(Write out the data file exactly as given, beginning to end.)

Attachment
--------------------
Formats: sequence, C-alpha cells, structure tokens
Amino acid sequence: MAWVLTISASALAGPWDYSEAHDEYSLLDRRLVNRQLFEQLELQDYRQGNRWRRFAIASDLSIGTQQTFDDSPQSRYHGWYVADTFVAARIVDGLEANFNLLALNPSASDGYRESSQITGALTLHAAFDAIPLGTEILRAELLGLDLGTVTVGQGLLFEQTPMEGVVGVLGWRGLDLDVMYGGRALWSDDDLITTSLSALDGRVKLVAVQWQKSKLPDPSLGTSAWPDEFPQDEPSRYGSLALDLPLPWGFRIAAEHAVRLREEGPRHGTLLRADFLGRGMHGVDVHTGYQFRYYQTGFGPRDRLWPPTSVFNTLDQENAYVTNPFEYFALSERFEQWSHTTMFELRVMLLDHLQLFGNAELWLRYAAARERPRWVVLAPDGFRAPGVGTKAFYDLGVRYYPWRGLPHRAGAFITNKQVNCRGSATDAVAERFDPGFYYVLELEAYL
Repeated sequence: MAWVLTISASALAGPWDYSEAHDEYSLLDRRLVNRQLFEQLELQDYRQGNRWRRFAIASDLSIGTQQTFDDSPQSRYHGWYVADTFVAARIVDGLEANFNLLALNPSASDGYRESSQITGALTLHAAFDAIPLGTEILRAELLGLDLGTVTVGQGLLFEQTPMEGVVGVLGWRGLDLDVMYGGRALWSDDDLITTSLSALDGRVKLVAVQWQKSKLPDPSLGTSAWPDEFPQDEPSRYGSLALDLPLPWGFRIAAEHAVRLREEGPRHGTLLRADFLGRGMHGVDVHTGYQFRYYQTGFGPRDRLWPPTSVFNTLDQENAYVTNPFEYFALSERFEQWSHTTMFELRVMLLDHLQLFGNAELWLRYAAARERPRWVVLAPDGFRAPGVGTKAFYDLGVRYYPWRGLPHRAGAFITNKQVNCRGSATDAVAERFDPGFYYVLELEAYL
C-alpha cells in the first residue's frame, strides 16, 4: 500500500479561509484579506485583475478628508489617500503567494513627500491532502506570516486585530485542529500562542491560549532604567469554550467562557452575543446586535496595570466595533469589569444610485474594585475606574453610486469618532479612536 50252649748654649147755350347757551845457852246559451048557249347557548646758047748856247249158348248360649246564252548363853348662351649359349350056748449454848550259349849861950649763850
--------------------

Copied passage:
Formats: sequence, C-alpha cells, structure tokens
Amino acid sequence: MAWVLTISASALAGPWDYSEAHDEYSLLDRRLVNRQLFEQLELQDYRQGNRWRRFAIASDLSIGTQQTFDDSPQSRYHGWYVADTFVAARIVDGLEANFNLLALNPSASDGYRESSQITGALTLHAAFDAIPLGTEILRAELLGLDLGTVTVGQGLLFEQTPMEGVVGVLGWRGLDLDVMYGGRALWSDDDLITTSLSALDGRVKLVAVQWQKSKLPDPSLGTSAWPDEFPQDEPSRYGSLALDLPLPWGFRIAAEHAVRLREEGPRHGTLLRADFLGRGMHGVDVHTGYQFRYYQTGFGPRDRLWPPTSVFNTLDQENAYVTNPFEYFALSERFEQWSHTTMFELRVMLLDHLQLFGNAELWLRYAAARERPRWVVLAPDGFRAPGVGTKAFYDLGVRYYPWRGLPHRAGAFITNKQVNCRGSATDAVAERFDPGFYYVLELEAYL
Repeated sequence: MAWVLTISASALAGPWDYSEAHDEYSLLDRRLVNRQLFEQLELQDYRQGNRWRRFAIASDLSIGTQQTFDDSPQSRYHGWYVADTFVAARIVDGLEANFNLLALNPSASDGYRESSQITGALTLHAAFDAIPLGTEILRAELLGLDLGTVTVGQGLLFEQTPMEGVVGVLGWRGLDLDVMYGGRALWSDDDLITTSLSALDGRVKLVAVQWQKSKLPDPSLGTSAWPDEFPQDEPSRYGSLALDLPLPWGFRIAAEHAVRLREEGPRHGTLLRADFLGRGMHGVDVHTGYQFRYYQTGFGPRDRLWPPTSVFNTLDQENAYVTNPFEYFALSERFEQWSHTTMFELRVMLLDHLQLFGNAELWLRYAAARERPRWVVLAPDGFRAPGVGTKAFYDLGVRYYPWRGLPHRAGAFITNKQVNCRGSATDAVAERFDPGFYYVLELEAYL
C-alpha cells in the first residue's frame, strides 16, 4: 500500500479561509484579506485583475478628508489617500503567494513627500491532502506570516486585530485542529500562542491560549532604567469554550467562557452575543446586535496595570466595533469589569444610485474594585475606574453610486469618532479612536 50252649748654649147755350347757551845457852246559451048557249347557548646758047748856247249158348248360649246564252548363853348662351649359349350056748449454848550259349849861950649763850